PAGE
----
Example of the Gross Rent Multiplier Formula in Use for Real Estate Investors

To give you a better picture of what this calculation may look like for you, we have shared a few examples of people using the multiplier on various income-producing property investments.

In each formula:

  • PV means Property Value
  • GAR means Gross Annual Rent
  • GRM means Gross Rent Multiplier

Single Family Home Valued at $500,000

Let's say a rental property firm is considering acquiring a house valued at half a million dollars. They have done their research and believe this property price to be accurate.

The firm has several other similar properties in a nearby area that they rent for between $3,000 and $4,000 per month. Most of their properties have long-term leases, and they expect this to be the same.

Based on these facts, they expect the gross monthly rental income to be $3,600 with a 0% vacancy rate once the property is up and running. That makes the gross annual rental income $43,200.

In this case, the gross income multiplier calculation is as follows.

  • PV $500,000 ÷ GAR $43,200 = GRM 11.57

Multi-Unit Apartment Building Valued at $700,000

In the next example, the real estate investors are looking at a four-unit apartment building with an asking price. For the sake of the calculation, they are happy to use this figure as the property value.

According to the selling agent, all four properties can be rented for $2,500 per month per unit. This is a little higher than the average rent in the area, but the building has many perks. That means the total monthly rental income potential is $10,000- or $120,000 per year.

One unit has a few potential issues that could interfere with finding a long-term tenant. Because of this, the investor decides to apply a vacancy rate of 50% to that unit. That makes its earning potential a little lower at $1,250.

The new annual gross rental income for the entire property is $8,750 x 12 = $105,000. Using these numbers, the GRM calculation looks like this.

  • PV $700,000 ÷ GAR $105,000 = GRM 6.6

Based purely on GRM, the second property is the more attractive investment. However, there are many other measurements to look at before deciding.

What Is a Good Gross Rent Multiplier?

In theory, the lower the GRM, the better. The closer your gross rent multiplier is to zero, the more money you can earn in return based on this calculation.

That said, a property can come out looking great if you look at the GRM- but not so great if you consider other things. Investors should never buy a property going off this calculation alone.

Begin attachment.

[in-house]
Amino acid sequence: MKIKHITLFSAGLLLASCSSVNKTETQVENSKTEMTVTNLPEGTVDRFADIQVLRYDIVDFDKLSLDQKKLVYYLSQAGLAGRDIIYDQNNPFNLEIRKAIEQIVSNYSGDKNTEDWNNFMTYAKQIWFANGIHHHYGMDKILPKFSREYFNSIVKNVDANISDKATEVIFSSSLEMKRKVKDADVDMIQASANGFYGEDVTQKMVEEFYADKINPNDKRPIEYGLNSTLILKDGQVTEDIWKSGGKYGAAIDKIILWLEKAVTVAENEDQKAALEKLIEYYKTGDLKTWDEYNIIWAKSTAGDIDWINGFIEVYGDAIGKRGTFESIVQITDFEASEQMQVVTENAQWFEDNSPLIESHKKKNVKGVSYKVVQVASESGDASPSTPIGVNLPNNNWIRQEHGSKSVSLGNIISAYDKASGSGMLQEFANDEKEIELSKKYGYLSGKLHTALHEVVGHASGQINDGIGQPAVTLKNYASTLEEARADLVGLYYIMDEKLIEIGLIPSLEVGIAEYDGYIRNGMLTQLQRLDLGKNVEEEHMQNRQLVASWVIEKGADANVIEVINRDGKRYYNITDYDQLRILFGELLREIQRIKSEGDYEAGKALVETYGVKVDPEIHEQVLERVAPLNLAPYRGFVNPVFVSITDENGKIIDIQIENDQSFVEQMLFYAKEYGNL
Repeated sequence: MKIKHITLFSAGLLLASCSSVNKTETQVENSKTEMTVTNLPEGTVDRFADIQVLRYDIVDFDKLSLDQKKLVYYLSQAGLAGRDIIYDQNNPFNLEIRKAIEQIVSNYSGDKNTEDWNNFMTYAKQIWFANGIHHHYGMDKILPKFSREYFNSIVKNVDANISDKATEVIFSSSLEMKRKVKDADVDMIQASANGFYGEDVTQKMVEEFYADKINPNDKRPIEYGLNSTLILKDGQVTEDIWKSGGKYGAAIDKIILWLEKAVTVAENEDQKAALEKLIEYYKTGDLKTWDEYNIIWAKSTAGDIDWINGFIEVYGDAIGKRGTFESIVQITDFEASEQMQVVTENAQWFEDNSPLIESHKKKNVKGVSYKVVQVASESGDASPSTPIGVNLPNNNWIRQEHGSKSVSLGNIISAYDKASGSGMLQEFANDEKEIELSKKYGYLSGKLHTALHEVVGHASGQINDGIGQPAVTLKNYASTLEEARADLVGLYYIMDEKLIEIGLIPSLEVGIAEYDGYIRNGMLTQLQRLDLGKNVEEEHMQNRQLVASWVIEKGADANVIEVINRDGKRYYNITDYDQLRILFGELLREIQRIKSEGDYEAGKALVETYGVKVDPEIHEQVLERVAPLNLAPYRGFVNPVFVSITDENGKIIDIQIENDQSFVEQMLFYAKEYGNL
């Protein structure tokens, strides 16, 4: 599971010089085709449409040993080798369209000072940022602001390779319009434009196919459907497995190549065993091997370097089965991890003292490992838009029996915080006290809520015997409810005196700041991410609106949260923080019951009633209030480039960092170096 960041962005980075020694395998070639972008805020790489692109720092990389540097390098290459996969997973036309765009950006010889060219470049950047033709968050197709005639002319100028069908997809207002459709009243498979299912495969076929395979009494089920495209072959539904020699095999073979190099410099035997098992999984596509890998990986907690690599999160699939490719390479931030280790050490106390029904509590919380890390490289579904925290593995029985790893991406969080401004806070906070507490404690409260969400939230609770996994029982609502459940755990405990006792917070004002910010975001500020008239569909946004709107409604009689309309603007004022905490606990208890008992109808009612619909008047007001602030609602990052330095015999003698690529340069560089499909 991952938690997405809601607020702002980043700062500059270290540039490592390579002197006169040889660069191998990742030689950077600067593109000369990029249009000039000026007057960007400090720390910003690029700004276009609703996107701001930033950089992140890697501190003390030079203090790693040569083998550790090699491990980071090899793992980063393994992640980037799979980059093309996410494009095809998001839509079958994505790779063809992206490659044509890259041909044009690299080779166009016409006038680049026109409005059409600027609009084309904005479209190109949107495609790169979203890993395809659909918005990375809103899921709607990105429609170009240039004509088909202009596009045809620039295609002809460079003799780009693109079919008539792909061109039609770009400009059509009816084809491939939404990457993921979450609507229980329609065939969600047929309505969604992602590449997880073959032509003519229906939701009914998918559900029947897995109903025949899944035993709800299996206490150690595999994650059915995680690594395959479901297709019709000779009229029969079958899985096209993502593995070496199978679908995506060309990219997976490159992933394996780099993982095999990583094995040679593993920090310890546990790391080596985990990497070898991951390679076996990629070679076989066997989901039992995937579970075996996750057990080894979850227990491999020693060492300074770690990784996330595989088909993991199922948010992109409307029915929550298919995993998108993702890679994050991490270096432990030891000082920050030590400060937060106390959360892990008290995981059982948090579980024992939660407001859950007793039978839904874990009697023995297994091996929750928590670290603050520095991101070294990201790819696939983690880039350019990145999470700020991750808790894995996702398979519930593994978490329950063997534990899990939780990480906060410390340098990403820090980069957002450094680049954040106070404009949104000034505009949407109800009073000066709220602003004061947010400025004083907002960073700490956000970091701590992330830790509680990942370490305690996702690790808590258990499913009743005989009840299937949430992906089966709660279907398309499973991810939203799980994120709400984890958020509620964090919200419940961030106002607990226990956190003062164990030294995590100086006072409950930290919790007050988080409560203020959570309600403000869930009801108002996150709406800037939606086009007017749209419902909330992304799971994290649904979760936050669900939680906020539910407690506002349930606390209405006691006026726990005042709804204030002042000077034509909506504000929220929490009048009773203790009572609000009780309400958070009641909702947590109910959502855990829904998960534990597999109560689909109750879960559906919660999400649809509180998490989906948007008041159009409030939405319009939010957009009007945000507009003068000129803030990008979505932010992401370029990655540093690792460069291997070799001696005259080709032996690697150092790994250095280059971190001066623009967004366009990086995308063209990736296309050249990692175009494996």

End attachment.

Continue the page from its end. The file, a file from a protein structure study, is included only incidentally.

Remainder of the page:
Leveraging a Gross Rent Multiplier Calculation: Uses and Limitations

Now that we know what the formula looks like in action, let's talk about when it is useful and where its limitations lie. Let us begin by saying there are many limitations to this calculation.

The biggest drawback of using GRM is the lack of influencing variables. All you are looking at is the gross rental income for the year- but it doesn't account for operating expenses, property taxes, refurbishment requirements, closing costs, and the differences between markets.

If we take the two examples above, the first property had a higher GRM- making it seem like the less profitable investment. However, it could be a brand-new property ready to rent as is, with almost no further investment required. It may also have reliable utilities and energy-efficient features that keep expenses to a minimum.

The second property with the lower GRM could need some major utility upgrades. Because it is a shared building, there are also higher expenses to consider for the upkeep and shared amenities. All these things cut into the net operating income, leaving less profit after all is said and done.

This is just one example of how a gross rent multiplier calculator fails to provide the full picture.

The best time to use this calculation is if the two properties are almost identical in expenses, value, and other features. It could be the one thing that sets the two apart.

Learn More About Your Investment with DoorLoop Calculators

There is a lot more to think about than just GRM, and DoorLoop can help in many ways. DoorLoop calculators help you monitor various financial factors in the rental property industry, and the property management software provides a robust and intelligent solution for maximizing profitability, productivity, and the overall success of your business.

Find out more about the difference DoorLoop could make by scheduling a free demo today!


A gross rent multiplier calculator can help you compare investment prospects, but it is not a detailed enough formula to be the leading factor in a financial decision. Learn more about real estate investing and how to successfully manage your rental properties with DoorLoop.

David is the co-founder & CMO of DoorLoop, a best-selling author, legal CLE speaker, and real estate investor. When he's not hanging with his three children, he's writing articles here!